The U.S. has one of the highest infant and maternal mortality rates among developed countries. Researchers from North Carolina to the West Coast are working with parents like Vu-An Foster to understand why.
Vu-An Foster’s sunny Newark, N.J., apartment is lined with greenery. Potted plants cover every surface. Many of them came from a single seedling—one that a friend gifted her after she lost her first daughter to stillbirth.
Foster had always wanted to be a mom. She finally celebrated the birth of a healthy baby last year, after experiencing two painful pregnancy losses. After that successful birth, she suffered severe postpartum preeclampsia, a serious condition that is not only life-threatening but can also increase the risk for heart disease later in life.
Through research, she learned that her pregnancy losses were preventable. She decided to start an organization called to share her story and support new parents with similar experiences.
“I heard the statistics about infant mortality. But to live it is a totally different experience,” Foster recalls. “The data doesn’t show you dealing with people who are cold and not compassionate in regards to your loss. The data doesn’t show you literally falling apart after having to leave the hospital with something that was supposed to be an amazing moment—and no one to show you how to navigate or how to move forward.”
Watch the of Âé¶¹´«Ã½AV’s new documentary series to learn how Foster and others are working to improve maternal health outcomes.
In the U.S., about infants is born preterm, or before 37 weeks of pregnancy have been completed, which leads to higher rates of death and disability. Each year there are also “near misses” of death from pregnancy. The causes can include bleeding, heart attack, shock, kidney failure or infection in the uterus.
Many near misses are preventable but hindered by a lack of research. In the U.S., they’re actually year by year, and they’re in Southern states and among Black and Indigenous individuals. According to a report from the Commonwealth Fund, the U.S. has the among 11 developed countries, in large part because of a dearth of maternal care providers and no guaranteed access to home visits or paid parental leave following birth.
, a nurse-scientist at the University of Washington, became interested in reproductive health partly because she herself was born preterm in 1969. As a result, McLemore faced many health issues growing up that brought her into contact with nurses. “The people who are closest to the problem are always going to have the most innovative solutions,” she notes.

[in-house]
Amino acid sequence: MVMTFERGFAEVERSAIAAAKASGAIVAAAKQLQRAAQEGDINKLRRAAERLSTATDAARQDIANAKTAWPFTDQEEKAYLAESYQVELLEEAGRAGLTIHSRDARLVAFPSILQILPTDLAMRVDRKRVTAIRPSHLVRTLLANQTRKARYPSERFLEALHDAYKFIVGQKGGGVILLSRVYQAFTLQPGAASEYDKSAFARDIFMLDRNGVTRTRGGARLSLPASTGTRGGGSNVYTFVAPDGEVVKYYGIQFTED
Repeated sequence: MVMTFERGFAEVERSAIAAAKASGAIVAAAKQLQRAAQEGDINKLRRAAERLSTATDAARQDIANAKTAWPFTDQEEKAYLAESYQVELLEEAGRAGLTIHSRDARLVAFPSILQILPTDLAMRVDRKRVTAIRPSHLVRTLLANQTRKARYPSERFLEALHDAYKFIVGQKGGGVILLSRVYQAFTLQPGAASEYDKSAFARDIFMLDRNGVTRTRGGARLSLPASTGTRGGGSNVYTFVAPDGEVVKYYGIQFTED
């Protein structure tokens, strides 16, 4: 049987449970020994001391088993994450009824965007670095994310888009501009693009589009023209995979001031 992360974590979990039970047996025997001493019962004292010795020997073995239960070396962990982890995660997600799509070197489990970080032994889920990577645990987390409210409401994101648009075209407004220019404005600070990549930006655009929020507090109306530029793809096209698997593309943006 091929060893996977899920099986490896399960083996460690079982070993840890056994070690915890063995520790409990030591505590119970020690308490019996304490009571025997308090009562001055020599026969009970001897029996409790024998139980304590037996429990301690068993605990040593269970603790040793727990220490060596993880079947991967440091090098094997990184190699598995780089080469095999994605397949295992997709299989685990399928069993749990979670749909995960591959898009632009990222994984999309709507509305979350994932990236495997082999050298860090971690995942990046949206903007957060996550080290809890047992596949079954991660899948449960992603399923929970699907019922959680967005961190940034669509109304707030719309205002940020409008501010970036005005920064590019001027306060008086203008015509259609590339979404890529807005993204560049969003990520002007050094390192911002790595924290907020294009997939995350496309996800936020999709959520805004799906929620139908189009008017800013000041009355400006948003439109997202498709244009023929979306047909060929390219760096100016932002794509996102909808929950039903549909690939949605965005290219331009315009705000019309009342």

In 2021 McLemore and Foster were part of a team that published a paper on pregnancy and mental health. In it, they that would enable care models that treat the whole person, such as those that involve midwives, doulas and community-based organizations.
“I think what’s worse than being invisible is being, you know, seen and neglected,” says , a research assistant professor of obstetrics and gynecology at the University of North Carolina at Chapel Hill.
Through extensive conversations with new parents in the U.S., Tully has found that after childbirth, many feel overwhelmed by a host of issues—vaginal and anal tearing, nipple pain and postpartum depression, among others—and unsure of where to seek help.
“I was interviewing a mom. And she said that bad postpartum care is like a rip current pulling you out with waves, repeatedly crashing on you. And that’s how people drown,” Tully says.
This understanding led to an initiative called the , which provides information on postpartum tools and processes to improve care for birthing parents—such as one-pagers that detail what’s normal and what’s not. The goal is to provide a virtual village so that new mothers feel less alone.
In work she conducted a few years ago, while she was at the University of California, San Francisco, McLemore kept hearing stories of “stigma and shame and judgment and blame,” she says. “For me, it’s this bigger discussion of ‘Let’s stop blaming individuals, and let’s start fixing structures.’”
This article was supported by the . This Âé¶¹´«Ã½AV documentary was shot on .